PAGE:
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Ossington

"Ossington is a pleasant village and parish on the Carlton and Kneesall turnpike road, which was formed in 1812. The parish contains 235 inhabitants and 2,263 a 2r of clay land, of which John Evelyn Denison Esq. M.P. is lord of the manor, and owner of the whole, except about 38 acres. He resides in the hall, a handsome modern mansion, situated in an extensive park, and embowered in woods. It is built on the site of an ancient house, which was partly destroyed in the civil wars, and was for many years the seat of a branch of the Cartwright family, that ended in four co-heiresses in 1775, who sold the estate to the late William Denison, a rich merchant of Leeds, who died in 1782 after realising a fortune of £700,000, a large portion of which, it is said, he gained by one ship's cargo, which arrived at Lisbon immediately after that city had been destroyed by an earthquake. His monument in the church consists of a full length figure of marble, standing upon a pedestal, having a scroll in his hand, with his ship unloading in the haven of Lisbon.
The church, situated near the Hall, is a neat structure, dedicated to the Holy Rood, with a tower and five bells. It has several other neat monuments, particularly two belonging to the Cartwrights and Peckhams. The living is a donative. J.E. Denison Esq. is the patron and impropriator, and the Rev. Archibald George Campbell M.A. the incumbent." [WHITE's "Directory of Nottinghamshire," 1853]

Cemeteries

Census

  • The parish was in the Kneesall sub-district of the Southwell Registration District:
  • The table below gives census piece numbers, where known:
CensusYear Piece No.
1841 H.O. 107 / 866
1861 R.G. 9 / 2475
1891 R.G. 12 / 2710

Churches

You can also perform a more selective search for churches in the Ossington area that are recorded in the GENUKI church database. This will also help identify other churches in nearby townships and/or parishes. You also have the option to see the location of the churches marked on a map.

Church History

  • The Anglican parish church is dedicated to the Holy Rood. (One source lists "the Virgin Mary")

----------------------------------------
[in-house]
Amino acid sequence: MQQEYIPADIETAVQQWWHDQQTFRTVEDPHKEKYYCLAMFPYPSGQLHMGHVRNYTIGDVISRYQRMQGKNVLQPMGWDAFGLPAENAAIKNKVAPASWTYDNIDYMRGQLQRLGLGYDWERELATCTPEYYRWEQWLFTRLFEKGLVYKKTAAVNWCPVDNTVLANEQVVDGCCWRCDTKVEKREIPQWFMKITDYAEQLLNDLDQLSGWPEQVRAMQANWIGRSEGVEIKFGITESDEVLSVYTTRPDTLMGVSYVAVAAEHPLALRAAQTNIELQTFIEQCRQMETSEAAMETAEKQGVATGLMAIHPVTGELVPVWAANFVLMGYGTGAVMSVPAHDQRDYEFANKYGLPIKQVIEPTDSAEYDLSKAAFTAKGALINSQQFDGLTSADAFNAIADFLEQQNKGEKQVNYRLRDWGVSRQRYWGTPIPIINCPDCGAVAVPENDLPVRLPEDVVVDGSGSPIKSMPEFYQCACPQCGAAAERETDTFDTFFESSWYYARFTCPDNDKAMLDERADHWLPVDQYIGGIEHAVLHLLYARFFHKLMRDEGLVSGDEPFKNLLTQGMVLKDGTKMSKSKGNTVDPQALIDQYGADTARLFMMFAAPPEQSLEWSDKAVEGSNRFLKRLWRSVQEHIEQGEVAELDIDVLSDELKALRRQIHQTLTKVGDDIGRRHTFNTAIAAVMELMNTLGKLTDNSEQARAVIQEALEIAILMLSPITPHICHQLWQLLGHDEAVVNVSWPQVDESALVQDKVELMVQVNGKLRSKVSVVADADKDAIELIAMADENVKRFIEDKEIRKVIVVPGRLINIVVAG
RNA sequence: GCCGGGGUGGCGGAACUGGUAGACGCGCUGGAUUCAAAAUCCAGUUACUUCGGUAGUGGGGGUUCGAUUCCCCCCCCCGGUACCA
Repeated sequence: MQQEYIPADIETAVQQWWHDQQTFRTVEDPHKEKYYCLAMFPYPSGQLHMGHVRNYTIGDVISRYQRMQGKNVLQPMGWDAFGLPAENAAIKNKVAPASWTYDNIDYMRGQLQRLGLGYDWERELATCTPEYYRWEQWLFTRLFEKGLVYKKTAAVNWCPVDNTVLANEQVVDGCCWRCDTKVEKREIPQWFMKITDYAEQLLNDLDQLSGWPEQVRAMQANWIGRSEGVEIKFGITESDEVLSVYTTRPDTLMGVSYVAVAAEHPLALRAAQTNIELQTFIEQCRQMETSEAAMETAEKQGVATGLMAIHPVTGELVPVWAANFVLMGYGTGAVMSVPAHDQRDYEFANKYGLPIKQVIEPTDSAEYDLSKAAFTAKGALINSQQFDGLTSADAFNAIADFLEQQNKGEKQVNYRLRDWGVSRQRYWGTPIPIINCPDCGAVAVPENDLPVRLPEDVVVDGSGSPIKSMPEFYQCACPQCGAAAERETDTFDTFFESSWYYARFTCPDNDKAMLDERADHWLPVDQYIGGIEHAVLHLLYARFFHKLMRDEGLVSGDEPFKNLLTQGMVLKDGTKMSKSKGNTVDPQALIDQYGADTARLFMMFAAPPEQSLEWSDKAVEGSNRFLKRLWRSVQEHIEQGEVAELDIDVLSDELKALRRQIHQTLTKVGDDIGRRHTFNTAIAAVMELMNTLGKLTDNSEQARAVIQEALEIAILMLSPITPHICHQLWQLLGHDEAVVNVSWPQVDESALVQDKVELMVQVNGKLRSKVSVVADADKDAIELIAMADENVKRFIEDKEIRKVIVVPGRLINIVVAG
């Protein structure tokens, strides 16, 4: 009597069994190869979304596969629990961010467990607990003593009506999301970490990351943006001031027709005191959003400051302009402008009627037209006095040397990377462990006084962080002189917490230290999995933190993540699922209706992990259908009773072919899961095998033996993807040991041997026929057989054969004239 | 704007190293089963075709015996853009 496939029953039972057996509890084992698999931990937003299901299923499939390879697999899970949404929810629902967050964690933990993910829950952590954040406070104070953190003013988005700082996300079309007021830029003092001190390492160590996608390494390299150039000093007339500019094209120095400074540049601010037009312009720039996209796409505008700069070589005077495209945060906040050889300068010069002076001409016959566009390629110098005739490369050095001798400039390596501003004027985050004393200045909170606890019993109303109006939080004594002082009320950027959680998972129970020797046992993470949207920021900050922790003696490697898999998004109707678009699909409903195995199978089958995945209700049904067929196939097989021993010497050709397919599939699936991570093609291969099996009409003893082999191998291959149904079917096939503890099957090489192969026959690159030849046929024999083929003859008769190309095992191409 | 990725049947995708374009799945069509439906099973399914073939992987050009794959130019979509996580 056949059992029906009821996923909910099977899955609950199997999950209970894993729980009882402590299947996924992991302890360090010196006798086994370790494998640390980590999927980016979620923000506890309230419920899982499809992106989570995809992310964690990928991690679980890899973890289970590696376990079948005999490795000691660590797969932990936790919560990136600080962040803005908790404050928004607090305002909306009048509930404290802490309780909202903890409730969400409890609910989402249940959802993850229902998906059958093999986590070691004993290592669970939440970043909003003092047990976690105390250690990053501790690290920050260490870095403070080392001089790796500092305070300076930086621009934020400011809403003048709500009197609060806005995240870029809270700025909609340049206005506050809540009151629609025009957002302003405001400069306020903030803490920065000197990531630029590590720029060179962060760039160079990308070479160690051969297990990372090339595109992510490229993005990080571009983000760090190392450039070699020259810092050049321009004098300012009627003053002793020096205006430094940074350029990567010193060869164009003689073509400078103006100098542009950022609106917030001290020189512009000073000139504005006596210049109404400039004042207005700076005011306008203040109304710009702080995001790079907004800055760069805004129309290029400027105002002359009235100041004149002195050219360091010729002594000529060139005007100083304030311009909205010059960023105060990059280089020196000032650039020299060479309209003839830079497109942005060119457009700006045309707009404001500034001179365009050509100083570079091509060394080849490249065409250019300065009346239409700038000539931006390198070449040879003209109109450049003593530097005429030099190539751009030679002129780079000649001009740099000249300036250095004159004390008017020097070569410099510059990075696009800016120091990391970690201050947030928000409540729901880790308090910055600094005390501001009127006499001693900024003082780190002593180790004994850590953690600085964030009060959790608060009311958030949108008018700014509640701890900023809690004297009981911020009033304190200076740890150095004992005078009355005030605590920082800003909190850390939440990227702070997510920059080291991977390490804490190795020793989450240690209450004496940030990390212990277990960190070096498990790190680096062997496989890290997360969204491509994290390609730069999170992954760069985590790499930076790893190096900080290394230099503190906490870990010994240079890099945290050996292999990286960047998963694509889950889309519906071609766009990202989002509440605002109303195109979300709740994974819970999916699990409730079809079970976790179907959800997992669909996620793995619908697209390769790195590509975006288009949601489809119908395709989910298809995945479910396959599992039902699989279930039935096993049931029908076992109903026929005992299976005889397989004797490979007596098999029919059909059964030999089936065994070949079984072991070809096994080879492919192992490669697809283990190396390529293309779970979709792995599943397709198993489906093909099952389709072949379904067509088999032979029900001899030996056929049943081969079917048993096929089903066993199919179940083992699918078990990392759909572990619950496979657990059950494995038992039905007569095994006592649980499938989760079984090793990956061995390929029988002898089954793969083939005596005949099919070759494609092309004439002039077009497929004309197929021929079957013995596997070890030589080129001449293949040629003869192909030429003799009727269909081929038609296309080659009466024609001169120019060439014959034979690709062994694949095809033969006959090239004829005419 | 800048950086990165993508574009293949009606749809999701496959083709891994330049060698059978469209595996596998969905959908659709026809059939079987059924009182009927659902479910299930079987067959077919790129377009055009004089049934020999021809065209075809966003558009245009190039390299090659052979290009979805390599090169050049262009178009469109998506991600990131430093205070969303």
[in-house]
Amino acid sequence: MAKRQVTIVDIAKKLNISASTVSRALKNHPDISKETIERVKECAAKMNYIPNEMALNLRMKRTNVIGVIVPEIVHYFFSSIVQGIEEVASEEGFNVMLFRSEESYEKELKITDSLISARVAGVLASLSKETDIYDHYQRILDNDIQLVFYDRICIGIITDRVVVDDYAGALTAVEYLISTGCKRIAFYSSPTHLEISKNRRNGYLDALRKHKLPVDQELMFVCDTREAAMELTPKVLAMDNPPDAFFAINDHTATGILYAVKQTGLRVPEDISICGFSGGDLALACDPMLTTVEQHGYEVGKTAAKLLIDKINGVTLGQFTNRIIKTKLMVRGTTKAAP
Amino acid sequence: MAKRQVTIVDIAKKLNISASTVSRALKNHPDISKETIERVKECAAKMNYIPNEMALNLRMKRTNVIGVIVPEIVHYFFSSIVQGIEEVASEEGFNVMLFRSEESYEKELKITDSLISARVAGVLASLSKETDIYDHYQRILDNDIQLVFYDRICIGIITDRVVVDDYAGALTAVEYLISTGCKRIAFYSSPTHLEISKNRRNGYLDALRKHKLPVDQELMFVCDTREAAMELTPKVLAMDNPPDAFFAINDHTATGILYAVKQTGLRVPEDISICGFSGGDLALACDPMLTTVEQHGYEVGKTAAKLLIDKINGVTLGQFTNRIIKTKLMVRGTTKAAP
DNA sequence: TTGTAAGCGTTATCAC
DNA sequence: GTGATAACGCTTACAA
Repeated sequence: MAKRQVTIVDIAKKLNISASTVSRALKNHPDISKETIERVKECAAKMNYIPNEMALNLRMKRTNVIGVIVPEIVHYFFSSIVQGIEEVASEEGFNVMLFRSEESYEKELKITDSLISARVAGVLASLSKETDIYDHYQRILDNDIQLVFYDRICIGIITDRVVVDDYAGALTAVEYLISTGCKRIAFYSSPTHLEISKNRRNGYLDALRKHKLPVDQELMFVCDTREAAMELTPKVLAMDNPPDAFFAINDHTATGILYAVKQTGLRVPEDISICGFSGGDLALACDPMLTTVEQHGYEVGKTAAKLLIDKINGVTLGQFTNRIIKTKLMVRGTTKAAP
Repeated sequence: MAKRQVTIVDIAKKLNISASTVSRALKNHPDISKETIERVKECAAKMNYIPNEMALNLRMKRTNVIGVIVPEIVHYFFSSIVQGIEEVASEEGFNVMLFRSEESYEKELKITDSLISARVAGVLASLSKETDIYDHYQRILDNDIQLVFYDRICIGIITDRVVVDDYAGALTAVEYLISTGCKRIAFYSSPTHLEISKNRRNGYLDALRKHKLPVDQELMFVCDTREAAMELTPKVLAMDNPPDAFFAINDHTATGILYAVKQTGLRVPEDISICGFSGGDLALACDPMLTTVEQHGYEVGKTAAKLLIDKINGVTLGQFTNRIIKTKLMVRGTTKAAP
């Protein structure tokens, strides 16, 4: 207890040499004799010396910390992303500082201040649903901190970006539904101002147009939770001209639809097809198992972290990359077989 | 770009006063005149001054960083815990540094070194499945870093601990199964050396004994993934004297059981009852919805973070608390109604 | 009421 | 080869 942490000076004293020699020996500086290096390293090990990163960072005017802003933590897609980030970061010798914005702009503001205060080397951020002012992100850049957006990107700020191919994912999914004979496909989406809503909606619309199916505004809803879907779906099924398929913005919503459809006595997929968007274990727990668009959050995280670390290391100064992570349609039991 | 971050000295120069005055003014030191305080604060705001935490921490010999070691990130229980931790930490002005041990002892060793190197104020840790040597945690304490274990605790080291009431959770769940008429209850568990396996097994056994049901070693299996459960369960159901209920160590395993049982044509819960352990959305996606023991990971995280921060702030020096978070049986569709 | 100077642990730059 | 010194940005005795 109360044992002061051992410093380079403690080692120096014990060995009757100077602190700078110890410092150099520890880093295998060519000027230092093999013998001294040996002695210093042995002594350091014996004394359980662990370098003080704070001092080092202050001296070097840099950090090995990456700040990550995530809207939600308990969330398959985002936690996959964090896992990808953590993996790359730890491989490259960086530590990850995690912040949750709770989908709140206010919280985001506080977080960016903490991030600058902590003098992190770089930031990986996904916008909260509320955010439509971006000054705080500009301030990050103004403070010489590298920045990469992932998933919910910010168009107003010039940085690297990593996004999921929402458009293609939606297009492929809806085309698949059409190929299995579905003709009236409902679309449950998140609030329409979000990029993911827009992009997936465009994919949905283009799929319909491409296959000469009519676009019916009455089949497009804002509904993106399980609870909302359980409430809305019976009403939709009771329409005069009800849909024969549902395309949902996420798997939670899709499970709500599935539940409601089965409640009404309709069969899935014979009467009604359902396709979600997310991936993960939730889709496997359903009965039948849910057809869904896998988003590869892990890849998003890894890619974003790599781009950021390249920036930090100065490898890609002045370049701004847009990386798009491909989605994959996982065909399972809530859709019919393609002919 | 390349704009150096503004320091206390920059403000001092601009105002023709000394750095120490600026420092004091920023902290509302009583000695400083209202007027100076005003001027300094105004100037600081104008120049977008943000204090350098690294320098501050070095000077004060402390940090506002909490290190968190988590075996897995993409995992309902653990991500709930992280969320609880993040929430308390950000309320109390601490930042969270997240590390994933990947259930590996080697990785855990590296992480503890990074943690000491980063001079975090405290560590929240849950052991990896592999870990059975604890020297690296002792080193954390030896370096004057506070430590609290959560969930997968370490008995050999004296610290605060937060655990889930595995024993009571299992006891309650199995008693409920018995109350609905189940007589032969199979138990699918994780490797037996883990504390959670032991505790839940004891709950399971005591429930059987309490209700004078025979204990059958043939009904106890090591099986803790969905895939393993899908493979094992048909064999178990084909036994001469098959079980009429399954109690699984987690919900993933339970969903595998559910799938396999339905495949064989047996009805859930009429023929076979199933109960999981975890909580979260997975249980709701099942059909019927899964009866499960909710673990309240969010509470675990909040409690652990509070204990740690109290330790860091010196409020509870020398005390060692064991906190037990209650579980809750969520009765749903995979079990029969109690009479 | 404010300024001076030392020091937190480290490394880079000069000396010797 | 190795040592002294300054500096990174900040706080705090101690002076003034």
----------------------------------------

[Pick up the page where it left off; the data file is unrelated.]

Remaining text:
• The church seats 140.
  • Richard CROFT has a photograph of Holy Rood church on Geo-graph, taken in April, 2006.

Church Records

  • The Anglican parish register dates from 1772.
  • The church was in the rural deanery of Tuxford.

Civil Registration

  • The parish was in the Kneesall sub-district of the Southwell Registration District:
  • Civil Registration began in July, 1837.

Description and Travel

Ossington is a village and a parish. The parish lies 4 miles south of Tuxford, 10 miles north-west of Newark-on-Trent and about 2 miles west of Carlton-on-Trent. The parish covers 2.412 acres.

If you are planning a visit:

  • Check the Carlberry site for bus and coach service.
  • By automobile, take the A1 north out of Newark-on-Trent and turn left (west) at Carlton. Go west about 2.5 miles to get to the village of Ossington.
You can see pictures of Ossington which are provided by:

Directories

Historical Geography

You can see the administrative areas in which Ossington has been placed at times in the past. Select one to see a link to a map of that particular area.

Ask for a calculation of the distance from Ossington to another place.

Maps

  • See our Maps page for additional resources.
You can see maps centred on OS grid reference SK757647 (Lat/Lon: 53.174018, -0.868901), Ossington which are provided by:

Military History

  • RAF Station Ossington opened in early 1942 as the home of Number 14 Advanced Flying Unit to train pilots in adanced skills.
  • In 1943 RAF Station Ossington was transfered to Bomber Command.
  • The airfield closed in August, 1946, but it appears that MOD kept the land until 1953.
  • The airfield is now under the watchful eye of the Airfields of England Conservation Trust.
  • There is a List of Those Who Served at the Wartime Memories Project.
  • Martin JONES has a photograph of the former RAF Ossington on Geo-graph, taken in January, 2009.
  • James HILL has a photograph of a disused airfield road on Geo-graph, taken in July, 2007.
  • James HILL also has a photograph of a derelict brick building on Geo-graph, taken in July, 2007.
  • There are a number of War Memorials inside the parish church for World War I and WWII.
  • The village also has a War Memorial, erected in 1920, at the corner of Main Street and Moorhouse Road.

Politics and Government

  • This place was an ancient parish in Nottinghamshire, but became a modern Civil Parish when those were established.
  • The parish was in the northern division of the ancient Thurgarton Wapentake (Hundred) in the eastern division of the county.
  • The citizens of this parish have decided to forgo a formal parish council in favor of periodic Parish Meetings to discuss civic and political issues.

Poor Houses, Poor Law etc.

  • Bastardy cases would be heard in the Newark petty session hearings every other Wednesday.
  • As a result of the 1834 Poor Law Amendment Act reforms, this parish became part of the Southwell Poor Law Union.

Population

Year Inhabitants
1801 217
1851 235
1861 231
1871 199
1881 188
1891 211
1901 175
1911 196
1921 182

Schools

  • A School was built in the village to hold 70 students. Students were accepted from the adjoining parishes as well.